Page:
Georgia's state politicians and local education officials have been at odds for several years over how to handle chronically low-performing schools.
Lawmakers have called for Education Secretary Melody Schopp's resignation ever since her office was accused of allowing for the mishandling of federal education funds.
Connecticut's teachers are attempting to block a series of cuts that would come from Democratic Gov. Dannel Malloy's executive order amid a budget standoff.
Salaam Noor, who gave no reason for his abrupt resignation, leaves office amid stagnant state test scores, low graduation rates, and a hostile political climate.
Having failed to shape their states' Every Student Succeeds Act plans to their liking, elected officials in a a few places want the U.S. secretary of education to send the plans back or turn them down.
Monday's decision extends for another year a decades-long battle over school funding in the ultra-conservative state and further sours a relationship between the lawmakers and the judicial branch.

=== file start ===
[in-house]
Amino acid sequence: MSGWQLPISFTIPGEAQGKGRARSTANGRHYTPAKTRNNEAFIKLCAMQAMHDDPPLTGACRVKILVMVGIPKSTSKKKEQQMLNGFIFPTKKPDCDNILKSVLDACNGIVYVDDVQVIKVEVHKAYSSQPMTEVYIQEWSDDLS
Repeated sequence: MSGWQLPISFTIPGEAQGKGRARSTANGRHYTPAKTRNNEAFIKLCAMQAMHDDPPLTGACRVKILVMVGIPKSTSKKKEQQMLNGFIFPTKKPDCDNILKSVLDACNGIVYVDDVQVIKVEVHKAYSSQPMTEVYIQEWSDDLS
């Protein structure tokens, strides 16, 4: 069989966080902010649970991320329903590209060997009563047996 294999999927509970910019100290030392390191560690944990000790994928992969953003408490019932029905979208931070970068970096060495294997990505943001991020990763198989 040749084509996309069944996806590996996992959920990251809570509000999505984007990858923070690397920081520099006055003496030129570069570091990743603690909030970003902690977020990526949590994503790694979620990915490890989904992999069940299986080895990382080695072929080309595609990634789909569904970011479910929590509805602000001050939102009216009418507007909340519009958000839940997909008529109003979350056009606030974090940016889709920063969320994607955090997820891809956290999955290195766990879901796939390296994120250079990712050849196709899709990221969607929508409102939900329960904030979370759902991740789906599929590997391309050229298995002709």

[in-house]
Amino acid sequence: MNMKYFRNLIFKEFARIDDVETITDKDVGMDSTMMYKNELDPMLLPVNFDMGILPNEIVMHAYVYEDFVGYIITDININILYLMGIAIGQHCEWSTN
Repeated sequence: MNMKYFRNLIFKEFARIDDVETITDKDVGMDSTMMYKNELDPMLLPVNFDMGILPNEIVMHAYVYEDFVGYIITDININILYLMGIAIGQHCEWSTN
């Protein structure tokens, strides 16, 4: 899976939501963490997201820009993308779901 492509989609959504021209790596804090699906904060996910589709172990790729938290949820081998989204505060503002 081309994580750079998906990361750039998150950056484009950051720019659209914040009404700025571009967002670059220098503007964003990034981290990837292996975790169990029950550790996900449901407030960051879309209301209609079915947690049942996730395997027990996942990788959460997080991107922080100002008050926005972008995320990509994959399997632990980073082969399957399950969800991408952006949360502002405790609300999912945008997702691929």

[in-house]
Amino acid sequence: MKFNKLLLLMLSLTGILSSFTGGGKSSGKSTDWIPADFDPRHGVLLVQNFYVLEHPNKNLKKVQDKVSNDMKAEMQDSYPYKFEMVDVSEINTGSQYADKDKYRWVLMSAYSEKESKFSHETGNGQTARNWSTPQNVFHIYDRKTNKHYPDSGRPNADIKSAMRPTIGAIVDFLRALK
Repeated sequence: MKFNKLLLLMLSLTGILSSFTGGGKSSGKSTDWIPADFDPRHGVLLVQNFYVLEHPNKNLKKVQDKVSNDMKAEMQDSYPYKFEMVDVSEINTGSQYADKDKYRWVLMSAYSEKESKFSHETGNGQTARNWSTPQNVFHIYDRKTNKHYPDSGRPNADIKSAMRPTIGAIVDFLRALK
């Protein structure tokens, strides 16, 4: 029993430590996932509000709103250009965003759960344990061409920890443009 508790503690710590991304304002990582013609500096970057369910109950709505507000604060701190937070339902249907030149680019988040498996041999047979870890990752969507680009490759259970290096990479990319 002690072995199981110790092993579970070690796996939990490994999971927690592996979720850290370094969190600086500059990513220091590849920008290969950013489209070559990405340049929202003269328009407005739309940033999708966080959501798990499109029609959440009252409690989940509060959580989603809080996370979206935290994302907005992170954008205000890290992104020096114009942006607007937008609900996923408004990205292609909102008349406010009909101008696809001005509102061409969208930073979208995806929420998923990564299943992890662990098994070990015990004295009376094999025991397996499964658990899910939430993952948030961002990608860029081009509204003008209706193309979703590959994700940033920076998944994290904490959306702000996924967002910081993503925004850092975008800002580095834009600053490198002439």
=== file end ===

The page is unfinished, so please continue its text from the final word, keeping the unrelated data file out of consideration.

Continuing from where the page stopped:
The state's highest court said a proposed new funding formula failed to meet the Kansas constitution's mandate that public schools provide an adequate and equitable education.
Roughly two thirds of states included either chronic absenteeism or college and career readiness in their ESSA plans, pointing to the limits in states' ability to collect and report accurate and reliable data.
The plan, which violates ESSA in several areas, has infuriated the state's civil rights community which said in a widely-circulated petition that the plan will harm the state's large ELL population.
The Every Student Succeeds Act has led to state-level shakeups and power shifts among policymakers and discord among advocates. This will matter when it comes to implementation.